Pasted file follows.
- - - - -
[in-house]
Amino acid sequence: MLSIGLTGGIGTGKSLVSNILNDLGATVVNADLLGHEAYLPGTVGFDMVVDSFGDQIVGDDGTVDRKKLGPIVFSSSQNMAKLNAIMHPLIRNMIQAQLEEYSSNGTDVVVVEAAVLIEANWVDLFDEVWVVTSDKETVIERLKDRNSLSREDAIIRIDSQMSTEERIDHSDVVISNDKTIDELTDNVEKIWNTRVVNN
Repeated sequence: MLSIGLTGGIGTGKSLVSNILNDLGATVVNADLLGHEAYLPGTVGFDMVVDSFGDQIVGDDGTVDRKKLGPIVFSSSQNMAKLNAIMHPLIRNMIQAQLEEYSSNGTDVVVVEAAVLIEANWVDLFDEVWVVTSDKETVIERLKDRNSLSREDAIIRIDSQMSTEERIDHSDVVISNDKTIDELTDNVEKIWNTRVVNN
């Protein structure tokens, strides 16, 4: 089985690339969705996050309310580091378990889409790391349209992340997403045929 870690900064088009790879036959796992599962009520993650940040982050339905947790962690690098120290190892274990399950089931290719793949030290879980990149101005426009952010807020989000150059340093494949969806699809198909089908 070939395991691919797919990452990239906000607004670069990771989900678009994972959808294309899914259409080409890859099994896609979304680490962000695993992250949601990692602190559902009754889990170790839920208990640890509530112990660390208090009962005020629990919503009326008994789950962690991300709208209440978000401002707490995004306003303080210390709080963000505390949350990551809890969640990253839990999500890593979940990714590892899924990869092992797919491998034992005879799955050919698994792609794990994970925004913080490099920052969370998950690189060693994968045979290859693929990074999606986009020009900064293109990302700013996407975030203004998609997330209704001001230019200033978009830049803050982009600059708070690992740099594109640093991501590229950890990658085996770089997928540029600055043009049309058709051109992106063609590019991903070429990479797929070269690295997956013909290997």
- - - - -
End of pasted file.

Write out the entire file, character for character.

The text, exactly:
[in-house]
Amino acid sequence: MLSIGLTGGIGTGKSLVSNILNDLGATVVNADLLGHEAYLPGTVGFDMVVDSFGDQIVGDDGTVDRKKLGPIVFSSSQNMAKLNAIMHPLIRNMIQAQLEEYSSNGTDVVVVEAAVLIEANWVDLFDEVWVVTSDKETVIERLKDRNSLSREDAIIRIDSQMSTEERIDHSDVVISNDKTIDELTDNVEKIWNTRVVNN
Repeated sequence: MLSIGLTGGIGTGKSLVSNILNDLGATVVNADLLGHEAYLPGTVGFDMVVDSFGDQIVGDDGTVDRKKLGPIVFSSSQNMAKLNAIMHPLIRNMIQAQLEEYSSNGTDVVVVEAAVLIEANWVDLFDEVWVVTSDKETVIERLKDRNSLSREDAIIRIDSQMSTEERIDHSDVVISNDKTIDELTDNVEKIWNTRVVNN
């Protein structure tokens, strides 16, 4: 089985690339969705996050309310580091378990889409790391349209992340997403045929 870690900064088009790879036959796992599962009520993650940040982050339905947790962690690098120290190892274990399950089931290719793949030290879980990149101005426009952010807020989000150059340093494949969806699809198909089908 070939395991691919797919990452990239906000607004670069990771989900678009994972959808294309899914259409080409890859099994896609979304680490962000695993992250949601990692602190559902009754889990170790839920208990640890509530112990660390208090009962005020629990919503009326008994789950962690991300709208209440978000401002707490995004306003303080210390709080963000505390949350990551809890969640990253839990999500890593979940990714590892899924990869092992797919491998034992005879799955050919698994792609794990994970925004913080490099920052969370998950690189060693994968045979290859693929990074999606986009020009900064293109990302700013996407975030203004998609997330209704001001230019200033978009830049803050982009600059708070690992740099594109640093991501590229950890990658085996770089997928540029600055043009049309058709051109992106063609590019991903070429990479797929070269690295997956013909290997």